Older Americans are having fewer heart attacks and surviving them longer than ever before.

For a study published in JAMA Open Network, researchers analyzed records of 4.3 million Medicare beneficiaries hospitalized for heart attacks from 1995 through 2014 in 5,680 hospitals across the country.

The number of people hospitalized declined by 38 percent over the period, 30-day mortality decreased by 38 percent, and recurrent heart attacks within a year declined by 28 percent.

The study also found changes in treatment over the period. The use of procedures like stents and catheters that clear narrowed or blocked arteries increased by 57 percent, and this reduced the need for coronary bypass surgeries, which decreased by 29 percent.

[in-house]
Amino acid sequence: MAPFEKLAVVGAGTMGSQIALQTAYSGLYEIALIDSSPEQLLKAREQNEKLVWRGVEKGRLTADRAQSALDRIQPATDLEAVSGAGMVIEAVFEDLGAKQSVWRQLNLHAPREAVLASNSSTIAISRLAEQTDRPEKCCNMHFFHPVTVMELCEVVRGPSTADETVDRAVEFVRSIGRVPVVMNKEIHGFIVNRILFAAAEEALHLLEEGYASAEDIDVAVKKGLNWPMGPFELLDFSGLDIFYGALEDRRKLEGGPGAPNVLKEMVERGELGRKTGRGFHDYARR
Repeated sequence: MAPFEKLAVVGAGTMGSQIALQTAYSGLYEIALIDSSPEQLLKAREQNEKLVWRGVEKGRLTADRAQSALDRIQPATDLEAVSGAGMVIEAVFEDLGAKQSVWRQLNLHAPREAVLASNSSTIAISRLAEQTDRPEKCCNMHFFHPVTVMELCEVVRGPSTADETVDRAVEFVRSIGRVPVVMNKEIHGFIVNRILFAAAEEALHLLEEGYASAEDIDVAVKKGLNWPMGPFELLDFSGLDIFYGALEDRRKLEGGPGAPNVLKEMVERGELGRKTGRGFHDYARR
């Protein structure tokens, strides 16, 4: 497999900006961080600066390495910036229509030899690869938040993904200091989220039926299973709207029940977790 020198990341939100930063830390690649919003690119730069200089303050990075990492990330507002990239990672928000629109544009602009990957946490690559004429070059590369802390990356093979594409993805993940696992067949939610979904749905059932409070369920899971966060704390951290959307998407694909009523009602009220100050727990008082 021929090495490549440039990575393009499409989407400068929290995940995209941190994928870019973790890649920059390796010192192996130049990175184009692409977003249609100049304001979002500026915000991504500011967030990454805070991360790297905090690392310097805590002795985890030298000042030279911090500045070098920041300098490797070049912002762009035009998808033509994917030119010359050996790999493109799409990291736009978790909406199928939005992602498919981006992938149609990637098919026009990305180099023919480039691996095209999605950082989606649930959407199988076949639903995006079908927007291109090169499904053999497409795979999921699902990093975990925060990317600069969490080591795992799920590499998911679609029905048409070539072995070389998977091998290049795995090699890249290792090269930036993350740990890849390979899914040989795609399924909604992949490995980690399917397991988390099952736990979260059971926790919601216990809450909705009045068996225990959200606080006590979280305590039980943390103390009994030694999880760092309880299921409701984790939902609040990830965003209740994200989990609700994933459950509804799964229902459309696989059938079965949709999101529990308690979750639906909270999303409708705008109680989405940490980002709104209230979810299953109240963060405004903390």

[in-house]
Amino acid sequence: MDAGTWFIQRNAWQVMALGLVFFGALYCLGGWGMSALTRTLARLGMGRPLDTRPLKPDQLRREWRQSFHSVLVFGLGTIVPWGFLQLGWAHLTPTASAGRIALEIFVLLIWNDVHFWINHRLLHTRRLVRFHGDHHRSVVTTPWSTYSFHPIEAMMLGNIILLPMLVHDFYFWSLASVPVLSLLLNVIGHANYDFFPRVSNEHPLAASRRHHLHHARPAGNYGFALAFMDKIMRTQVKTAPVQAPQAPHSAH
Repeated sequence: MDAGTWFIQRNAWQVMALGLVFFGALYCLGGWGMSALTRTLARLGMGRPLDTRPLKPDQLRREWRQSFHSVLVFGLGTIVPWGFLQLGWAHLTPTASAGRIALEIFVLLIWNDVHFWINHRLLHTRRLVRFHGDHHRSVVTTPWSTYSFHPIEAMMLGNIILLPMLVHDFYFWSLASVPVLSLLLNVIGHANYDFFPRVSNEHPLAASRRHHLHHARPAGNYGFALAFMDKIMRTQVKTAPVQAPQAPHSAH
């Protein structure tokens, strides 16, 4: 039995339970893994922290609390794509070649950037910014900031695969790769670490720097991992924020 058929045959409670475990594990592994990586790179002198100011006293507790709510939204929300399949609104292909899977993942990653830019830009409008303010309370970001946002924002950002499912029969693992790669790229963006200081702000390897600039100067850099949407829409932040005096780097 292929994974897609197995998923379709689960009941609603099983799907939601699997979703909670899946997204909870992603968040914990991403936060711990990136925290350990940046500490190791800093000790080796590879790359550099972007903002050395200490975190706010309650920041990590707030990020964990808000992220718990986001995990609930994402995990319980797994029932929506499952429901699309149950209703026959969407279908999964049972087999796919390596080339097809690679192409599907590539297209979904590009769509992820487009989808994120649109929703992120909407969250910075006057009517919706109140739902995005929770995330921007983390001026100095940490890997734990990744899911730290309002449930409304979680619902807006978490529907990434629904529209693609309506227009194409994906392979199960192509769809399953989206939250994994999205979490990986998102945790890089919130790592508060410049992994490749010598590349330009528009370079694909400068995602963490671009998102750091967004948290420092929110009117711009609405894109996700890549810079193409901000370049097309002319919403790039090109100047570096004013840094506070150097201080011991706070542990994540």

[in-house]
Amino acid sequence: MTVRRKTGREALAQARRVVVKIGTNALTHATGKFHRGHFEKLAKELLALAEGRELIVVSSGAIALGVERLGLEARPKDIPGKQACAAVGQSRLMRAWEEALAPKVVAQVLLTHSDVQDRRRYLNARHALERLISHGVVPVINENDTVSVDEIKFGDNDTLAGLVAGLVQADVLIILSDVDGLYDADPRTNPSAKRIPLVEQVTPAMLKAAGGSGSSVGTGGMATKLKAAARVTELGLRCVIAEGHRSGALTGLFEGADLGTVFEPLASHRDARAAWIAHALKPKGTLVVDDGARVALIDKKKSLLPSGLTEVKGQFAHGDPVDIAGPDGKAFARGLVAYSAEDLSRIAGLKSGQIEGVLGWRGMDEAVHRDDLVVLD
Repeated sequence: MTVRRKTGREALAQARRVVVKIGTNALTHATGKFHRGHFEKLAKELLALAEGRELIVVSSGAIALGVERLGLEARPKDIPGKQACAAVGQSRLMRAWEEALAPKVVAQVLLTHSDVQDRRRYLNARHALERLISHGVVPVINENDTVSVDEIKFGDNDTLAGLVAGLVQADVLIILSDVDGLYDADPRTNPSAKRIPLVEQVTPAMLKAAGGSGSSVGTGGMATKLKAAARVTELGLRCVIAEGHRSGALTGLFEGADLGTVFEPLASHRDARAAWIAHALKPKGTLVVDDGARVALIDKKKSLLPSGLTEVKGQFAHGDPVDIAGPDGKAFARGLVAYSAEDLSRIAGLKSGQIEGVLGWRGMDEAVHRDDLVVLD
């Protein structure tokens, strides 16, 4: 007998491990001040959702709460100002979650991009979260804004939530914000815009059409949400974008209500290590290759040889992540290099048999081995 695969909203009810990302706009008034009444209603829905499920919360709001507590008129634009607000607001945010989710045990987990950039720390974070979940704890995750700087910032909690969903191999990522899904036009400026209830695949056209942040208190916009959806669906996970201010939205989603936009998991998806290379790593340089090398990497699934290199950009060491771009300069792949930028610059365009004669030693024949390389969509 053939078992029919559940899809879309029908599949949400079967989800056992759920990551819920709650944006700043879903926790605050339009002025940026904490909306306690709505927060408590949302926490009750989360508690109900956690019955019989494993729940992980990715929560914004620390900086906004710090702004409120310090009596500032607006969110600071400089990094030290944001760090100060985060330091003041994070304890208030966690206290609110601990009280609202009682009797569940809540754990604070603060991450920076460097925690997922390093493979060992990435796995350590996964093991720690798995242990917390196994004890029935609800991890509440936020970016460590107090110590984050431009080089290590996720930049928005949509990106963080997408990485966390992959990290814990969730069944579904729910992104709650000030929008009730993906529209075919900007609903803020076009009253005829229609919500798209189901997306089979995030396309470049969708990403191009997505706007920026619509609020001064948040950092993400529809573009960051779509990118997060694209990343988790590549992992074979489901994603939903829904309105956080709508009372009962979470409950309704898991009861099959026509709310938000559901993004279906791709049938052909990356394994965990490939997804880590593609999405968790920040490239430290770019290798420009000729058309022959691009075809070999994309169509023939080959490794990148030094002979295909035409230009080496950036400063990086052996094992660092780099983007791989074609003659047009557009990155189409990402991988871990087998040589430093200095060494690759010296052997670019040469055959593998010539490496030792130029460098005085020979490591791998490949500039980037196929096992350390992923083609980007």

The improvements were apparent in whites and blacks, men and women, rich and poor.

“In the 1990s, we had the procedures, the beta blockers, the clot busters, but we were treating patients too slowly or not using the most effective medicines,” said the lead author, Dr. Harlan M. Krumholz, a cardiologist at Yale. “This was a period of intense focus on improving the quality of care, with help from many health systems and national organizations.”